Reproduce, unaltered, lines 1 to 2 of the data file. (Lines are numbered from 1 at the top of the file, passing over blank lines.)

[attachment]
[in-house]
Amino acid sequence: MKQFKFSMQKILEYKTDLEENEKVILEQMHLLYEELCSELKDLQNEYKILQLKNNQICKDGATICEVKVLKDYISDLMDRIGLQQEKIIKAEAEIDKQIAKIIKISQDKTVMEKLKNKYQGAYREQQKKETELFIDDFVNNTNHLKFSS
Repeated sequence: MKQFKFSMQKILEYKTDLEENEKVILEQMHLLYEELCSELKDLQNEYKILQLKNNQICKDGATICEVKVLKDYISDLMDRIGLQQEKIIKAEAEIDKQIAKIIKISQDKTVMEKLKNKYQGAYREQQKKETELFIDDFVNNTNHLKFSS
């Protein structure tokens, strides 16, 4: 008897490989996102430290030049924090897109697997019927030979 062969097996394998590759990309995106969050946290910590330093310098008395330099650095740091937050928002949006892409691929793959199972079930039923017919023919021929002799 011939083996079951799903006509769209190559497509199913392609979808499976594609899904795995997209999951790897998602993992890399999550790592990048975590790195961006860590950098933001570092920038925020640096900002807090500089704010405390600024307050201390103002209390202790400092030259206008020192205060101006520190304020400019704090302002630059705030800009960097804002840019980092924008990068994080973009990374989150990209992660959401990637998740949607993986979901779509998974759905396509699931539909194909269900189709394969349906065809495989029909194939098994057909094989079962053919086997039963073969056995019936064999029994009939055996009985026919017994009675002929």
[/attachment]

[in-house]
Amino acid sequence: MKQFKFSMQKILEYKTDLEENEKVILEQMHLLYEELCSELKDLQNEYKILQLKNNQICKDGATICEVKVLKDYISDLMDRIGLQQEKIIKAEAEIDKQIAKIIKISQDKTVMEKLKNKYQGAYREQQKKETELFIDDFVNNTNHLKFSS